Don’t, in other words, be like me. I got a job in graduate school working as an editorial research assistant for The Letters of Samuel Beckett. My job was to hunt down the materials needed to write the footnotes about whatever Sam mentioned in his letters. If he said “earthquake,” I had to figure out which one.
In short, while I was in graduate school, learning how to research, I had a job where I…learned how to research. And guess what: when I graduated, I knew how to research. Far better off, in some ways, were my friends who had worked in a computer lab on campus or in the Center for Faculty Development and Excellence.
In short, take time right now—the future is now—to do something more than just your graduate work. Find 5-10 hours per week. It doesn’t have to be here on campus. You can volunteer at a local non-profit or start one of your own. Just find something that will give you experiences that you can draw on down the line.
And yes, I know that you don’t really have time for a part-time job at the moment. I totally remember feeling that way. But the truth of the matter is that it’s so much easier to get that experience now than it will be once you’ve graduated. And sadly, after graduate you’ll have even less time.
So that’s half of my slides and half of my time. Now let’s talk about how the school must retrain itself. And again, let’s learn something from my own experiences. I was fortunate to receive a fellowship for graduate school that not only paid my tuition but also provided me a stipend.
Shortly after accepting admission, I got a letter giving me additional details about my fellowship and stipend. One of the conditions of my new position was that I wasn’t supposed to have an outside job. Graduate school was my job and they were paying me for that, so no moonlighting, please.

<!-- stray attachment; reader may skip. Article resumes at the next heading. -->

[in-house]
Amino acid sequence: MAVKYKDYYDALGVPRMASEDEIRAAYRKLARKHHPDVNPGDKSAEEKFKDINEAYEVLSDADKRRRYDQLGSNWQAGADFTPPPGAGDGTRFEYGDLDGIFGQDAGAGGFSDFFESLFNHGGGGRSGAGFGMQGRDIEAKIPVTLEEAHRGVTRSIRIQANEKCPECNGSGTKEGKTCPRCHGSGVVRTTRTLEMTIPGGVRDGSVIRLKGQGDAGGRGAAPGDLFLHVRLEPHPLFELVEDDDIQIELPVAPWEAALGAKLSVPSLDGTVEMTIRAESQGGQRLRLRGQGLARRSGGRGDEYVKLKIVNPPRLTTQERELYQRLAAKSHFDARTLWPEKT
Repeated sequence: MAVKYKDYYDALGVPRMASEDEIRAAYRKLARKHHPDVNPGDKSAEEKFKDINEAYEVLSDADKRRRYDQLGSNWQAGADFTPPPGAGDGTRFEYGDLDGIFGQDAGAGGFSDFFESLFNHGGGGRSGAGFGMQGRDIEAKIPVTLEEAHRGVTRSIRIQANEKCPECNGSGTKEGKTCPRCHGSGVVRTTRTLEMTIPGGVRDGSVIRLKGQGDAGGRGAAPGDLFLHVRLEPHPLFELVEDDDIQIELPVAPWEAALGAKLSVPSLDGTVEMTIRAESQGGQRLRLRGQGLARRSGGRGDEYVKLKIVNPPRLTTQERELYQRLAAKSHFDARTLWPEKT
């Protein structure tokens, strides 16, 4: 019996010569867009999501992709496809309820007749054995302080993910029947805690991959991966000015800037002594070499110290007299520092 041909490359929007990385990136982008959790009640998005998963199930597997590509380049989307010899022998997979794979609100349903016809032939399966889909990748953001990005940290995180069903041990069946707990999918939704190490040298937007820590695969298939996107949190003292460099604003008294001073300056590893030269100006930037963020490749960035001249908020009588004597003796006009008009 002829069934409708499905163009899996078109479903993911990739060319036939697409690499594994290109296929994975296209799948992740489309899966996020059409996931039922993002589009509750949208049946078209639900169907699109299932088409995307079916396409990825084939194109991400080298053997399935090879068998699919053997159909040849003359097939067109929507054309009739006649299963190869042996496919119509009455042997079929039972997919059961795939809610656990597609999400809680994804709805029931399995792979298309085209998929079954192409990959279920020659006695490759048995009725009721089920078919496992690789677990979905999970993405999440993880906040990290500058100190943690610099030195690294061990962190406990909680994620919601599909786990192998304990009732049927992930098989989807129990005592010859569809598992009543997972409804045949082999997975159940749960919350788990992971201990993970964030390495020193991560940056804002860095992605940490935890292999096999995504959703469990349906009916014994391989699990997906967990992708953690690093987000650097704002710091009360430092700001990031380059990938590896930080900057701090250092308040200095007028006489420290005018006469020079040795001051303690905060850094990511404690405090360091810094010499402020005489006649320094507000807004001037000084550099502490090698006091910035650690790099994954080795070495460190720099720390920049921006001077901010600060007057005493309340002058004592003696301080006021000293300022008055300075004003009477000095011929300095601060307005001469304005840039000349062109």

But since they knew and I knew that I couldn’t live in Atlanta on $12,500/year, there was an acknowledgment that I might need to take a job and that if I did so…
…I had better keep it to 10 hours/week or less. Oh, and I would need to get permission from my DGS and the Dean of the Graduate School.
Let’s leave aside the infantilization and imagine that when I was admitted to grad school that I got a different sort of letter. It might read, “Welcome to graduate school. Your stipend is $12,500. Your first year on campus, you will work in the Office of Greek Life. Your second-year assignment will be made in consultation with your DGS.”
What I’m proposing is that schools start asking us to do more.
If something like this sounds difficult, then it’s worth looking at what already exists here at Penn State, the Graduate Internship Program (or GRIP). Graduate students in the program work 20 hours per week at their internship and are released from their teaching and research responsibilities. (Chris Long spoke more about this program.)
There is only one change that I would make in this program that should be a model for the nation: it should be rolled out to everyone in the graduate programs in the College of the Liberal Arts. This shouldn’t be an “alt” part of graduate school because that simply underlines the notion that going into a non-teaching position is a lesser outcome.
As a school like Penn State retrains itself with something like GRIP, students have an easier time retraining themselves for the present future.
As they are exposed to different experiences on or around campus, it becomes easier for them to imagine different avenues that follow the PhD.
Indeed, they might even learn that the administration on a campus is not quite the demonic force that the faculty often make it out to be. Advisers in this room: can you imagine how hard it might be for an advisee to take a job in some campus office when they’ve heard nothing but complaints about admin for years?
I’m not saying that university administration is always right. But administration and staff jobs aren’t beneath your students. They’re not beneath you.
We have got to stop socializing our students to think that anything less than being a clone of our ideas or our employment is the only option.
That’s a future that I’m totally ready for now.